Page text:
As usual with porcupines, not only mother Otavi takes care of Wakili, but also father Kymani. Currently, Wakili still spends a lot of time in the protected underground passages, but can increasingly be observed with the other animals on the surface, the zoo announced on Wednesday.
The little porcupine was also born in these subterranean caves and passages, which are built by the adult animals themselves. This is where the nocturnal animals spend most of their time. But if the right food lures them, they are happy to leave their burrow during the day and show themselves to visitors.
With their short legs, porcupines are not good sprinters. Their main defensive weapon is therefore their spikes. Just like nails or hair, these consist of keratin. The animals use the large, thick spines primarily to ward off predators, while the smaller, thinner spines probably also serve as tactile aids, according to the zoo.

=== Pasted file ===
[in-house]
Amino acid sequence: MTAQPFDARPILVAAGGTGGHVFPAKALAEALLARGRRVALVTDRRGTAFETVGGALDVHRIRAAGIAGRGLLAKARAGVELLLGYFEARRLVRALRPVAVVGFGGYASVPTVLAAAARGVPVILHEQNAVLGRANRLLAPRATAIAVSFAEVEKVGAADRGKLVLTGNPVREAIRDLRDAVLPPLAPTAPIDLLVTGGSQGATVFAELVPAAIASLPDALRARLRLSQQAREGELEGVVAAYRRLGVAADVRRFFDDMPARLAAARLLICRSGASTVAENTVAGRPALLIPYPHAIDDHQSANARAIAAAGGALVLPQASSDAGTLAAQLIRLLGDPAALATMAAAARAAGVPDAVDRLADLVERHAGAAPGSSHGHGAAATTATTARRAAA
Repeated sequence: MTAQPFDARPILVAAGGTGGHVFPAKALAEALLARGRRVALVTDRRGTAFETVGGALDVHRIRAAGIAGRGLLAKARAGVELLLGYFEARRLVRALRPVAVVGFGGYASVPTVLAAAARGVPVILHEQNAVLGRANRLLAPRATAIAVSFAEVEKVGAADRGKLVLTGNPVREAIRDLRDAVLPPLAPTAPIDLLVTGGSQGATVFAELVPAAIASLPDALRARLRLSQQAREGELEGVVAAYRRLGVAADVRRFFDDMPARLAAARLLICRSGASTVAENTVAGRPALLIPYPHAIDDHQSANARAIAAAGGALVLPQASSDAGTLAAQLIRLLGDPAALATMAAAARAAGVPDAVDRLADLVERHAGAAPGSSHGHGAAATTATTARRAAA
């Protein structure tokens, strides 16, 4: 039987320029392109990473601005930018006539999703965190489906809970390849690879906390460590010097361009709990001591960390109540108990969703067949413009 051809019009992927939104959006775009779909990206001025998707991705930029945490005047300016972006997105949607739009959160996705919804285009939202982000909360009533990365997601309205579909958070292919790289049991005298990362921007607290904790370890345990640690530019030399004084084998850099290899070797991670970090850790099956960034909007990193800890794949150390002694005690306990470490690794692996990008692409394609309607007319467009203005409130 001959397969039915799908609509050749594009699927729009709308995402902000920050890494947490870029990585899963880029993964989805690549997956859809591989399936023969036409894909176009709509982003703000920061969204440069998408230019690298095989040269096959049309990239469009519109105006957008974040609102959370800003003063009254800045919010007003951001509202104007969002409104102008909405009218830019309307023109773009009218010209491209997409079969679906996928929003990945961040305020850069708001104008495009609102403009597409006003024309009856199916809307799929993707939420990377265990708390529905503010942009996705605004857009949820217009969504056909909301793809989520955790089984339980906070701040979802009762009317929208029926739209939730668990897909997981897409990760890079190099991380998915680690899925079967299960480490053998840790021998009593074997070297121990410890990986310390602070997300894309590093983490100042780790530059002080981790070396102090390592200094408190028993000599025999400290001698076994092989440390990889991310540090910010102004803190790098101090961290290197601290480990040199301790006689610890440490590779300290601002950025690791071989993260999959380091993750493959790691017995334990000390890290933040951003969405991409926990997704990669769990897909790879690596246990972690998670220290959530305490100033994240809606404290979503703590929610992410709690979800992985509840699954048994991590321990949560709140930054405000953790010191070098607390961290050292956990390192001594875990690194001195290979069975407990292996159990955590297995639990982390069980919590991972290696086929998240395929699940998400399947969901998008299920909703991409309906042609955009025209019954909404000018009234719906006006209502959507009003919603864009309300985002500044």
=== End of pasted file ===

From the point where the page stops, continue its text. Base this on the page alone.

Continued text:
If a potential enemy approaches, the animal raises its spikes and adopts a threatening posture. If the opponent is not impressed, the porcupine will start rattling its quills and stamping its hind legs. In extreme cases, it will also attack by running backwards or sideways towards the enemy. The spikes break off easily on contact and can cause painful injuries and infections to the opponent.
What is quite useful when defending against enemies proves to be more of a hindrance during the sexual act – especially when the female defends himself against the male, as the message says. If mating is successful, the female gives birth to one to four young.
Although they are called porcupines, they are rodents. In Africa they are the largest rodents, in Europe only the beaver is larger. The animals are native to large parts of the northern hemisphere, but only the common porcupine lives in Europe, in Italy. However, it is assumed that they are not native there, but were brought to Italy by the Romans in ancient times.